© Copyright The Baby Squad, LLC, All right reserved.

Monday, April 19, 2010

How Much Is Too Much? An Over-scheduled Kid

You know the saying that "time flies...", well I think my time boarded the Space Shuttle when I wasn't looking.  Does this mean I am having exponentially more fun? Maybe. It has been 3 months since I last posted. Writing posts has been on my To-Do list everyday since January 19th, but it somehow got pushed to the next day, the next week, and then, the next month. The reason for this was not from a lack of inspiration or content, as I have a folder of ideas for future posts. All I really can say is that life got in the way! I have two busy children, both involved in school, scouts, and swimming, not to mention birthday parties, sleepovers, and lots of homework. Our schedule revolves around these activities.  However, I am more than happy to be the party hostess, carpooler, and nightly homework checker. I am, after all, a mom.

Looking at the rainbow-colored days in my iCal, I have to ask myself, "How much is too much?".  Where do we draw the line on activities, sports, and other commitments our children have? My 10 year old daughter swims 6 evenings a week while my 8 year old son swims 4 evenings a week. They also have scouts on alternate weeks, which means someone always has a meeting to attend every week. This is their choice, not mine. Fifth grade track just started, and my daughter insisted on doing that too.   Last month, she qualified to swim in the Age Group State Championship meet. In preparation for that awesome opportunity, she swam 2+ hours each day, 6 days a week, and it was mandatory. Counting the days for meets and practices, she swam 23 out of 24 consecutive days. She missed one day because she had strep throat, which no doubt was brought on by an opportunistic bacterium combined with sheer exhaustion in the host. This meet was an experience of a lifetime for her, but it came with a cost.  She was tearful and stressed in the days leading up to the big weekend, and so was her mother. While at the State meet, I chuckled when I saw a fellow swim parent wearing a T-shirt that read "If I only had one day to live, I would spend it at a swim meet. They last forever!" By the end of the meet, she was so proud of her accomplishments and it was great to be part of the champion team. I was proud beyond words and thrilled to see her compete at that level. I was even excited to be her swim taxi. I am, after all, a mom.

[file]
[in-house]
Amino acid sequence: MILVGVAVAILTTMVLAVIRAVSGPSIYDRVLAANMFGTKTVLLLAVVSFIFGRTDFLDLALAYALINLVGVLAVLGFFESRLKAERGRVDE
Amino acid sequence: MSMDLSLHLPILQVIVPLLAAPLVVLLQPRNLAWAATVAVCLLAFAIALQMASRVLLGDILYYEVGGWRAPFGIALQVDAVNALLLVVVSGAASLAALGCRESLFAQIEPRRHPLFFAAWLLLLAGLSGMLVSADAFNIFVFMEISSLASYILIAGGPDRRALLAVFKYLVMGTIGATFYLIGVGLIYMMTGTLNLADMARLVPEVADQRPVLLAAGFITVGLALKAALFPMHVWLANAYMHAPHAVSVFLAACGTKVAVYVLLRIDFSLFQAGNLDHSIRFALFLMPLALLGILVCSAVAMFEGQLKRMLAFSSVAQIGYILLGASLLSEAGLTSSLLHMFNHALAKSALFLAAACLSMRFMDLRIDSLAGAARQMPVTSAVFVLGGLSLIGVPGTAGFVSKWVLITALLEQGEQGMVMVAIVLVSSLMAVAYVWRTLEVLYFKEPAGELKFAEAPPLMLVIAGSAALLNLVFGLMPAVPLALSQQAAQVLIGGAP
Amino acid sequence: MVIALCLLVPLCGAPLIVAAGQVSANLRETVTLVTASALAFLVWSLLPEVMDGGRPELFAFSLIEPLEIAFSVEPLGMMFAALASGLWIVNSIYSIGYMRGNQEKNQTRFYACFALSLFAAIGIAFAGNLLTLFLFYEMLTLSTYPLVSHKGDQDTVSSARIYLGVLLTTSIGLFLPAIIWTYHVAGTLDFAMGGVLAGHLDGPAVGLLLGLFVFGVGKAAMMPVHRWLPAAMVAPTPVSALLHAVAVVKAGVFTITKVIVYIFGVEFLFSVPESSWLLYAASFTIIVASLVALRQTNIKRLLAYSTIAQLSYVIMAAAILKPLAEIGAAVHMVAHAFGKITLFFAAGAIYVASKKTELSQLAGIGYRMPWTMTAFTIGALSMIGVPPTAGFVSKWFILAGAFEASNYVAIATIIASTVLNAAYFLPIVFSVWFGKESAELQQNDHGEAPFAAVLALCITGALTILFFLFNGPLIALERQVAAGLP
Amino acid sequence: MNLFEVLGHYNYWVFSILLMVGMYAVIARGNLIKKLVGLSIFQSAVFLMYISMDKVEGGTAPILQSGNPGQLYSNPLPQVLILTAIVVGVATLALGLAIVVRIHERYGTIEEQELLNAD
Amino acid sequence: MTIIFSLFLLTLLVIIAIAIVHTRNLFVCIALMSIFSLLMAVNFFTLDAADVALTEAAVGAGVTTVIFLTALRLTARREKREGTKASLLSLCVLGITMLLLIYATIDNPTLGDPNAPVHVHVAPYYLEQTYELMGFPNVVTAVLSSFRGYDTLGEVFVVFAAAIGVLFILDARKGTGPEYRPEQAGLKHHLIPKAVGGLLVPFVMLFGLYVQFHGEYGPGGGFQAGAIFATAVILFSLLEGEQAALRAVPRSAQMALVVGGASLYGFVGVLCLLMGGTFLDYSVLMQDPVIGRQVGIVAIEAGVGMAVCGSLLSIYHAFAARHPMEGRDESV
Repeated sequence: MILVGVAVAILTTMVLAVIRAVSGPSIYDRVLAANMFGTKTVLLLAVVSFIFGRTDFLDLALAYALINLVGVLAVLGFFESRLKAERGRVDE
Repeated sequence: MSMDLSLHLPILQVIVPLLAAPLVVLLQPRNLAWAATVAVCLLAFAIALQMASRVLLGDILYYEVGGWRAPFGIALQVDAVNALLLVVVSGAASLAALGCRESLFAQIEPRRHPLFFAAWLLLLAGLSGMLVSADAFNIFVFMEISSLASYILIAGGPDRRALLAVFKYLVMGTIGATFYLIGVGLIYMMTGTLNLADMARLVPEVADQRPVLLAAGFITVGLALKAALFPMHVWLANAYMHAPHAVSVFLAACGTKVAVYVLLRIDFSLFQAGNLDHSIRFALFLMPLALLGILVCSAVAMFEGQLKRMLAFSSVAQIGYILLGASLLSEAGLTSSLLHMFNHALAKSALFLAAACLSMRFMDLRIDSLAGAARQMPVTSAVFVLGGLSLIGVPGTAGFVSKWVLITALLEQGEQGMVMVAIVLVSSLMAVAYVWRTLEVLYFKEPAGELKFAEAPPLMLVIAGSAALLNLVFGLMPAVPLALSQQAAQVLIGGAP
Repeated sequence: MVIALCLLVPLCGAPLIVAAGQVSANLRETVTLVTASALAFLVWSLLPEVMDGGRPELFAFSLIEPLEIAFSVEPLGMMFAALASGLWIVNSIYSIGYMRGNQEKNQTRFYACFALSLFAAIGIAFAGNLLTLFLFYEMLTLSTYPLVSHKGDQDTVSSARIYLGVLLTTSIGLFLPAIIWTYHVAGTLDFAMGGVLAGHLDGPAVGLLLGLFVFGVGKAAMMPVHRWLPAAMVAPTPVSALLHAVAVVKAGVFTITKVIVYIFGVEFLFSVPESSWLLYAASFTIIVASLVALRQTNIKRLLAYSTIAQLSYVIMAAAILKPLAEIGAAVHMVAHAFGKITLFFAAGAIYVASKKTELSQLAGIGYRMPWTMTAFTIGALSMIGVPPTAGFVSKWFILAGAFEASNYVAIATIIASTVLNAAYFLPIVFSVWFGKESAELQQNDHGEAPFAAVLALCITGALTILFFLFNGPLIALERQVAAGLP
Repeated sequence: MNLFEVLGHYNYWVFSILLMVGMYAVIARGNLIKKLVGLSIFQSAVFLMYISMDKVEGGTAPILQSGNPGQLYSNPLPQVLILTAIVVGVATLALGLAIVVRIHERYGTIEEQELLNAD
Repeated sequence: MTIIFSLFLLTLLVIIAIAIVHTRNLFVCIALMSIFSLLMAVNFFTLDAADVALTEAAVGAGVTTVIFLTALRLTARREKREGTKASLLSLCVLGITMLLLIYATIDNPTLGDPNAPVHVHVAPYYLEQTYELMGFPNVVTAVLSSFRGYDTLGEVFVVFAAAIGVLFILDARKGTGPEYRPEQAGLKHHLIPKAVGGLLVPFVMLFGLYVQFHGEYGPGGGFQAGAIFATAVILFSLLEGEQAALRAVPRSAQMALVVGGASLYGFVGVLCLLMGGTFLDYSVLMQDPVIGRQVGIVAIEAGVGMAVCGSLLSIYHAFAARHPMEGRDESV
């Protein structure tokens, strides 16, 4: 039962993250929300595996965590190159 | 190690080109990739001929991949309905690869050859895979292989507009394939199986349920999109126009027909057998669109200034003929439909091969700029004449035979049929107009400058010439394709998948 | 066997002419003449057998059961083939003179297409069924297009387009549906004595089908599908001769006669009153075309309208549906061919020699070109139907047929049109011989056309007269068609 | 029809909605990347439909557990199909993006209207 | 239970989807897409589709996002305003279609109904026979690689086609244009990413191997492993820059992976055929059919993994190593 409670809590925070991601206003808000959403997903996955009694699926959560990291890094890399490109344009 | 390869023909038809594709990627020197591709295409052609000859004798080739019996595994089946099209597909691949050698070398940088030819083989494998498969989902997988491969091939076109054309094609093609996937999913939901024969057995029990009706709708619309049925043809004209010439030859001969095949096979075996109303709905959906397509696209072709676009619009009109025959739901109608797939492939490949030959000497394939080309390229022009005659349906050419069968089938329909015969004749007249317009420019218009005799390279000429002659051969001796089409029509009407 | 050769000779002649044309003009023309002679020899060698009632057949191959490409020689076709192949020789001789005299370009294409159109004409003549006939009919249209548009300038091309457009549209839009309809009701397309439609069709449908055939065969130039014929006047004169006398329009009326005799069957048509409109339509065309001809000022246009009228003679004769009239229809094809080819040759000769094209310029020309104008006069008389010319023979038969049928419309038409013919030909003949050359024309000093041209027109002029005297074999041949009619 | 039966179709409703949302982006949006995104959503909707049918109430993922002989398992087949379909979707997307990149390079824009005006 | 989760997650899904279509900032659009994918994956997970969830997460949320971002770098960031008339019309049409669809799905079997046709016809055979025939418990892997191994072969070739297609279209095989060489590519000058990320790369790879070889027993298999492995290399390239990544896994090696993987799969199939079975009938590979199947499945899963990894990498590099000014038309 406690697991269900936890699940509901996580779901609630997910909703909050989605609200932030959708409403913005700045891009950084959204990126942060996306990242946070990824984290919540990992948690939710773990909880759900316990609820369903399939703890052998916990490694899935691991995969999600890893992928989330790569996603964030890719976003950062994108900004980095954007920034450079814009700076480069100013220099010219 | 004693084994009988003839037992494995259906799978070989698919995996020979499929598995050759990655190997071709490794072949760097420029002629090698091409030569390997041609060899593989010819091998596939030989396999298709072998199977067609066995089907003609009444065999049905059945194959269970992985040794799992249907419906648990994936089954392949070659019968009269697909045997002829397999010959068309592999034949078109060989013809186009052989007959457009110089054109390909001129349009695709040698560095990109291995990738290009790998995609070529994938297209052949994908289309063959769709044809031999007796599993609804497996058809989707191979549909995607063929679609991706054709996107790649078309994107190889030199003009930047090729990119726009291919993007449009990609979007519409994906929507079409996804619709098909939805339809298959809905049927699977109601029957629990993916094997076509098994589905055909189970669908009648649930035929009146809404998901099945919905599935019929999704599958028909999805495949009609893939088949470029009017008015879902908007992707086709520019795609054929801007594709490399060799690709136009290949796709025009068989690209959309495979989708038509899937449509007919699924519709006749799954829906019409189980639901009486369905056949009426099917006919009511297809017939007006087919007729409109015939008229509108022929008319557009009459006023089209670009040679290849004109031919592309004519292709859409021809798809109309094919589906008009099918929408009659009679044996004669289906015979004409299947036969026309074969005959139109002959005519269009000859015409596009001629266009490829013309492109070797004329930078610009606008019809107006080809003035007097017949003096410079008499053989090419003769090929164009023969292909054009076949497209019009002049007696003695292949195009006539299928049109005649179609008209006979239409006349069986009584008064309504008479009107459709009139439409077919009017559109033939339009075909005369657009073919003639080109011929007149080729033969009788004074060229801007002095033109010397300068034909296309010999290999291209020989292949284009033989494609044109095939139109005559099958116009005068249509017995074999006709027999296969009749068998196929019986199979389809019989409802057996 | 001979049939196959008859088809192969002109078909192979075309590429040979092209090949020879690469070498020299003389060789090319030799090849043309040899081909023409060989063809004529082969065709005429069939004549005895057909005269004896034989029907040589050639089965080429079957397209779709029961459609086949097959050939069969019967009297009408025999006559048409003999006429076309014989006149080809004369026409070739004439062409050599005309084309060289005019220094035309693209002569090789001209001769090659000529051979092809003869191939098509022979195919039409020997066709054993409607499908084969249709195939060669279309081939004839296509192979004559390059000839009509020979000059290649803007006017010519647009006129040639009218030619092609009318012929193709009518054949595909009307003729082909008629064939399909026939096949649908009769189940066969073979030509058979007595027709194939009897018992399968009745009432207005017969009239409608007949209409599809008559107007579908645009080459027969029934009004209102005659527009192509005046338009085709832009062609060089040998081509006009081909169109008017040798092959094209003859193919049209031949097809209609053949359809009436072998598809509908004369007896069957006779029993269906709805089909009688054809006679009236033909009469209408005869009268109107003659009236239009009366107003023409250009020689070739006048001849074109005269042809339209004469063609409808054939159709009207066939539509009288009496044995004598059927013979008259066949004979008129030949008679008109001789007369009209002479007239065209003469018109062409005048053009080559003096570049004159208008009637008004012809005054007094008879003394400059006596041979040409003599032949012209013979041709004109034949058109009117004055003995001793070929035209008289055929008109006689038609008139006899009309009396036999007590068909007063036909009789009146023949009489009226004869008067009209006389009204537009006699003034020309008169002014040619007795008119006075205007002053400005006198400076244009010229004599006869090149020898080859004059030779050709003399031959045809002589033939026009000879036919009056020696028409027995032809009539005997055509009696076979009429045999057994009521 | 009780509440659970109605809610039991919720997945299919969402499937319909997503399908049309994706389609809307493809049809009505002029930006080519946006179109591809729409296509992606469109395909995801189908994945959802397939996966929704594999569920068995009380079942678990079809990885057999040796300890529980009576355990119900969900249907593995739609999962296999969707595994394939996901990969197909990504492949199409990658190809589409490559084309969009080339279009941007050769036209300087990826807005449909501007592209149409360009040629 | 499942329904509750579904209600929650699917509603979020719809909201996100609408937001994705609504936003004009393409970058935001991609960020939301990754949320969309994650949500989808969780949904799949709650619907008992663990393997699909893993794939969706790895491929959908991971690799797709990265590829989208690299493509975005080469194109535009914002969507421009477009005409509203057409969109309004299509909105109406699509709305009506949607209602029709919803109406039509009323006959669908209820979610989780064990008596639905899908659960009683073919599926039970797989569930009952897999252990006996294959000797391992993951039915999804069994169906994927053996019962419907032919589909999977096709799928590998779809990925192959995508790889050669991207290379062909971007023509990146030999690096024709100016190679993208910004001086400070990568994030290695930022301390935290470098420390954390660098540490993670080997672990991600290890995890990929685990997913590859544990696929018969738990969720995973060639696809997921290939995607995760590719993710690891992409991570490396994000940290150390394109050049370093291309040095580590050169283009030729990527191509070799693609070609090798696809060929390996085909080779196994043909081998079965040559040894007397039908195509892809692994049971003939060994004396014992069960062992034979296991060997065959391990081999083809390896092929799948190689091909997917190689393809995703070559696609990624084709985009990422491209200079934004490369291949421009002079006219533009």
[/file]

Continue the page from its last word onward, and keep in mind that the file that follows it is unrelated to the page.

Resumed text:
So, how do other families handle kid's activities and maintain the balance of family life? I can't imagine the chaotic schedules of three or more children, like my friends. Are family dinners every night a thing of the past? It seems like sports have longer seasons and are more competitive than I remember at that age. Also, kids tend to play simultaneous sports or participate in both rec and travel leagues in the same sport.  Are kids choosing this for the love of the sport, the fun of friendly competition, or is it pressure from parents and coaches to be the best or to get that coveted college scholarship? Did you know that a young athlete has about a 0.00001% chance of being an Olympian? The odds of going pro are doubly better at 0.00002%. Having goals for children is a great thing, but unrealistic goals are detrimental to their developing psyche.  It is a known that most children who participate in sports and other activities excel in school, are less likely to experiment with drugs and alcohol, have a more positive self-esteem, and tend to be more successful as adults. However, all the positives of involvement in sports and other activities are negated by the pressure by parents, teachers and coaches to "do it all" and "be the best".